Monday, December 8, 2008

Will your IFRS conversion be taxing?

Will you be paying more or less taxes under IFRS?

I posed this question several weeks ago in this blog after listening to a US webinar.

The message is that taxation may be not one devil but several devils. Yes we are expecting a new standard on taxes from the IASB. According to the IASB we are lead to believe that and Exposure Draft on Income Taxes will come out from the IASB very shortly.

An Exposure Draft of an IFRS to replace IAS 12 is expected to be published by the IASB in 2008. A standard is planned to be finalised in 2010. The FASB has suspended indefinitely deliberations on the Income Tax project. The FASB has no plans to issue an amendment to Statement 109 at this time. The FASB may revisit this project after the IASB further develops its replacement to IAS 12, Income Taxes.

The aim of the project is to achieve a degree of convergence with FAS 109. It is part of the Norwalk Agreement on US GAAP/IFRS convergence.

We are awaiting this Exposure Draft and it will be interesting. I have pointed to resources in earlier posts. You should look at the websites of accounting firms for a further discussion of this issue. Undoubtedly we can expect more analysis very soon.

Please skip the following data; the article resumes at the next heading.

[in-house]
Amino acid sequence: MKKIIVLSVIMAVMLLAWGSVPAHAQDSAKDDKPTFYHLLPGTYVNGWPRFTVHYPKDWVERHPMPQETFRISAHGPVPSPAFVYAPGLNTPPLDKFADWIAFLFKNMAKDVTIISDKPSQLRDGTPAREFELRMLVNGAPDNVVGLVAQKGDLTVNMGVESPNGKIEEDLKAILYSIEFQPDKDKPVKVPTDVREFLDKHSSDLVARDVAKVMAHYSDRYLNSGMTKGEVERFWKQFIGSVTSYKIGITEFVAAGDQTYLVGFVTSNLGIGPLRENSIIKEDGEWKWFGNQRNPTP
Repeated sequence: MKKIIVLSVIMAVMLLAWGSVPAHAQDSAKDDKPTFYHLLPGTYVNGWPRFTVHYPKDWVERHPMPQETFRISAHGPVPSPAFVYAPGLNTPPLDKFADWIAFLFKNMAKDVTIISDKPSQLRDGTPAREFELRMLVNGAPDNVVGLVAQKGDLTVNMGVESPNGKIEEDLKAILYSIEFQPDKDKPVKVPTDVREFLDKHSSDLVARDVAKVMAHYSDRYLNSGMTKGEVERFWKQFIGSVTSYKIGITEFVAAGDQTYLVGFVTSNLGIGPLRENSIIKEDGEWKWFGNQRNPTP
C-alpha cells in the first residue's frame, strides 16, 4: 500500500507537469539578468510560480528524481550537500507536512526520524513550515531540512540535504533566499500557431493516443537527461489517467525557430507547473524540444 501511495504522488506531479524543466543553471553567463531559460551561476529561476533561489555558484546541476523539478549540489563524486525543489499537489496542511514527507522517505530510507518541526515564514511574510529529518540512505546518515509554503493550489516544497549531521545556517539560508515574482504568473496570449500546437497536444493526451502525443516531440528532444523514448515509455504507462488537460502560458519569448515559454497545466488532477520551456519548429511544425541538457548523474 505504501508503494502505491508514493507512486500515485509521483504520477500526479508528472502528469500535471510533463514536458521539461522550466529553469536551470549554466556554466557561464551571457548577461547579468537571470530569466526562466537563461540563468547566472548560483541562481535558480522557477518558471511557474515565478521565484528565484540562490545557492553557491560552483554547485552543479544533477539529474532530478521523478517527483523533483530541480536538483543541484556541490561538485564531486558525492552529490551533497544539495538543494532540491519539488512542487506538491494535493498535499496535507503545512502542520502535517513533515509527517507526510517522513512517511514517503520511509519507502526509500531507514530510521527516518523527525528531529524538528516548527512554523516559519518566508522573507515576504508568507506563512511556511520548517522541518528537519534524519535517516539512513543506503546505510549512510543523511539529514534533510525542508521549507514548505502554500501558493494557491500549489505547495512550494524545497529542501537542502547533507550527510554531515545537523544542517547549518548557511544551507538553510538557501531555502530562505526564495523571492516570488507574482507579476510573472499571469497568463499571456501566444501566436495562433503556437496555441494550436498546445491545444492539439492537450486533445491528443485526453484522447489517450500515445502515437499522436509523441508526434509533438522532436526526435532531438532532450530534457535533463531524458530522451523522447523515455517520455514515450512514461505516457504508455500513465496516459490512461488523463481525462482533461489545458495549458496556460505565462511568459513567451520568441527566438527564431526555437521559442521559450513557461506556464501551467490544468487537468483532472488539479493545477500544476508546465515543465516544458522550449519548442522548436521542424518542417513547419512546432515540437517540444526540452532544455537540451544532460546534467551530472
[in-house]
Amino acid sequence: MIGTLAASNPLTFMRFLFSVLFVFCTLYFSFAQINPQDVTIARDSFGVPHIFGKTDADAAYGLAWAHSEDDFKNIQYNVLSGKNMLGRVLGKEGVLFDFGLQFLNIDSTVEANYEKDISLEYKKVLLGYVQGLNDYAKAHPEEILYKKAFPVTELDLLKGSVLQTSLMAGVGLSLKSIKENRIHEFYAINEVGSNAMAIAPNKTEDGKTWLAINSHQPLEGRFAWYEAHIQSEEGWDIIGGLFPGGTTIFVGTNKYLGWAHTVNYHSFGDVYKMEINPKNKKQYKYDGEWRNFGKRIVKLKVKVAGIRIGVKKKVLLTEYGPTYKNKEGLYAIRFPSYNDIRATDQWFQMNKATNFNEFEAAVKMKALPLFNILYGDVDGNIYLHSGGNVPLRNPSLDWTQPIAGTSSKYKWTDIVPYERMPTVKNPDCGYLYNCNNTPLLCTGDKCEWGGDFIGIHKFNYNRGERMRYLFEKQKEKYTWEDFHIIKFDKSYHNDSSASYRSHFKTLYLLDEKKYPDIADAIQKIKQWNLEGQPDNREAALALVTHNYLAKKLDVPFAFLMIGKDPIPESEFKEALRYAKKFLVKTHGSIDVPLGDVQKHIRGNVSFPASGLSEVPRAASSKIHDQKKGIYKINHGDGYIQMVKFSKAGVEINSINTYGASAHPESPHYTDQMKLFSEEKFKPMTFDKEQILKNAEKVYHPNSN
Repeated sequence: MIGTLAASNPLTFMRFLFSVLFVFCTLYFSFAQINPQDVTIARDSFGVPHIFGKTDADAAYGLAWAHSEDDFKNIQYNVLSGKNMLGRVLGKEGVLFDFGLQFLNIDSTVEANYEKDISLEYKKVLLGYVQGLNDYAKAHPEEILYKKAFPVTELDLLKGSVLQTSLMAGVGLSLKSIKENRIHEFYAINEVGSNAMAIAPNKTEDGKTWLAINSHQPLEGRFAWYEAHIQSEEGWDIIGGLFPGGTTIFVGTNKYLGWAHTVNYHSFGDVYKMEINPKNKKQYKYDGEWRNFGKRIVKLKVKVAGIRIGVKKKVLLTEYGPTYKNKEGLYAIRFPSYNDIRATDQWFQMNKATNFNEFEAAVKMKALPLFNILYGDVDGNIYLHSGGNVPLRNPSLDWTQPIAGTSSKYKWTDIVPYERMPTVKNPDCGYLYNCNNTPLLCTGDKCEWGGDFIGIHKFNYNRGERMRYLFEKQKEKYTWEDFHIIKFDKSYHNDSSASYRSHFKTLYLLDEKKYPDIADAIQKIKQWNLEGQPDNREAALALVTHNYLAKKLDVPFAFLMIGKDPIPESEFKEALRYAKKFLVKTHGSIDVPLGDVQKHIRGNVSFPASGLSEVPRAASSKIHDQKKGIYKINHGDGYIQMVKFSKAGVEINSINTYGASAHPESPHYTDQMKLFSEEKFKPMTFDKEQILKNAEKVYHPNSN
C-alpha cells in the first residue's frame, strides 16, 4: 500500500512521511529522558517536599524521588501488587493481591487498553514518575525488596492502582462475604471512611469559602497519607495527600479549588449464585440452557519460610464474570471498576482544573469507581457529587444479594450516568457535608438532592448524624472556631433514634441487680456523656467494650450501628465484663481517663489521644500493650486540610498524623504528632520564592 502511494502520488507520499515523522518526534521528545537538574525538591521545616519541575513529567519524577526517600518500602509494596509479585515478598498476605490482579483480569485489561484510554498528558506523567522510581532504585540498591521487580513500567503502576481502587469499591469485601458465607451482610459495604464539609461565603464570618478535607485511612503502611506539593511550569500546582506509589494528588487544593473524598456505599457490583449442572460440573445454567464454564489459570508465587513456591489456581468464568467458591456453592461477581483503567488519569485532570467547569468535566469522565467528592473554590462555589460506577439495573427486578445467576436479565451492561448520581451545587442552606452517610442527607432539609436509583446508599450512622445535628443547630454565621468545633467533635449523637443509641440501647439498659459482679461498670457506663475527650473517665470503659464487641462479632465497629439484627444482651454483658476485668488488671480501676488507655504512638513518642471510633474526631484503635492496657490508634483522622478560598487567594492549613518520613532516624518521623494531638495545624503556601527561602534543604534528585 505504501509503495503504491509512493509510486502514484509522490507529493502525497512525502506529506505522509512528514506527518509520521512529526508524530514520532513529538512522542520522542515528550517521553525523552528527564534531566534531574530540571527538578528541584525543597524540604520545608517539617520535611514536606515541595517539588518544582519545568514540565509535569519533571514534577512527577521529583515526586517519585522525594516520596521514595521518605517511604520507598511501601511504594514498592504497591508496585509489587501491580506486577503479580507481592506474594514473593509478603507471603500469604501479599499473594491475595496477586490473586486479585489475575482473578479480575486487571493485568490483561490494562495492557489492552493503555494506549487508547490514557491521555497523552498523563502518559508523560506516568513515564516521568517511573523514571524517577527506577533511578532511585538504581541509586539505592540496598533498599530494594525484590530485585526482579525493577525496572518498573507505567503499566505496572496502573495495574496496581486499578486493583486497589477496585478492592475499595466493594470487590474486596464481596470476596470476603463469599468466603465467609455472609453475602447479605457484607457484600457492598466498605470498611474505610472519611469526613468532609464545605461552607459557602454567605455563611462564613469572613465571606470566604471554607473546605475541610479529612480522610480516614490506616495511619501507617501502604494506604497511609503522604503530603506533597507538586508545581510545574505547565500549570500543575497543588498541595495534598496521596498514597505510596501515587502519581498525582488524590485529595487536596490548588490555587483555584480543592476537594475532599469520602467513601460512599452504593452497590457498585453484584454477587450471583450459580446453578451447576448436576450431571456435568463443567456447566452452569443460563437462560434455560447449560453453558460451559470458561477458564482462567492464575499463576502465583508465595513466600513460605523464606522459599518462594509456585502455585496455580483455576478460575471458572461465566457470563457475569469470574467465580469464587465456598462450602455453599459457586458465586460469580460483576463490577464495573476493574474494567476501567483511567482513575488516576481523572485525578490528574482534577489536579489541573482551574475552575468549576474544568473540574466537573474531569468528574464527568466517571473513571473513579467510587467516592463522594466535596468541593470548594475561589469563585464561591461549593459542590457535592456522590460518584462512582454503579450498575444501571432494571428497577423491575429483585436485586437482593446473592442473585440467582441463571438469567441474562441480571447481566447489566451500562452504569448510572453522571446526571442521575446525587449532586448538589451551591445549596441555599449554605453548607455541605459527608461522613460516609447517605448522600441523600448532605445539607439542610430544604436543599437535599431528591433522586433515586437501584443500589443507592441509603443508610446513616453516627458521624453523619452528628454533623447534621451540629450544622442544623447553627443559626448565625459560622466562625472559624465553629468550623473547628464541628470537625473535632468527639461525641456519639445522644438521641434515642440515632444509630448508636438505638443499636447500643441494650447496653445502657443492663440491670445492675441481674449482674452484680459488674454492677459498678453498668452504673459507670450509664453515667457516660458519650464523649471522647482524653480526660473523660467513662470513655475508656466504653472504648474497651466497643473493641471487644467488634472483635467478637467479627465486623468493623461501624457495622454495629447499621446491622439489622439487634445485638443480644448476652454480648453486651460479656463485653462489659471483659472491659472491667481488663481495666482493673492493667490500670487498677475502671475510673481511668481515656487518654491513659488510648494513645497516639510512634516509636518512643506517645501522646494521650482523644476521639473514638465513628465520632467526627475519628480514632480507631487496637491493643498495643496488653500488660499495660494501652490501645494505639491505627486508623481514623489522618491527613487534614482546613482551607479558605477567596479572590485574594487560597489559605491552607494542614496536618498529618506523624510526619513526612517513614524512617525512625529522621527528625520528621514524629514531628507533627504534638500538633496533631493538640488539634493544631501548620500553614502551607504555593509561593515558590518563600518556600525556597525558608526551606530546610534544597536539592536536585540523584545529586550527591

However, there are tax consequences of IFRS adoption that go beyond debits and credits and disclosure. There may be an impact on actual taxes payable.

This coming Thursday, December 11 at 11.30 am E.T. PwC USA will be presenting a 1 1/2 hour seminar on the tax consequences of IFRS.

It will cover:

Tax accounting methods, including LIFO, leases, advance payments, and component depreciation

International tax planning, including global structuring, debt planning, cash repatriation, and foreign tax credits

Transfer pricing planning and documentation

Compensation, benefits, and human resources

Learn which aspects of your tax function may be most impacted by IFRS and what you should consider as you plan for conversion.

You can sign up for the webinar through the PwC US website

The seminar will be presented from a US perspective and of course there are differences in accounting and tax. One difference is that LIFO is not permitted in Canada for accounting or tax. In the US it is an institution. You can use LIFO for tax if it is booked for accounting. Like Canadian GAAP LIFO is not permitted for financial statement reporting. There are likely other differences. However, there are issues for subsidiaries in different jurisdictions that will apply to Canadian companies as well. There will be many lessons for us in Canada. Of course bear in mind there will be differences from our Canadian tax laws. But the message is similar. There should be an early identification of potential tax problems and tax planning opportunities. Nobody needs surprises!

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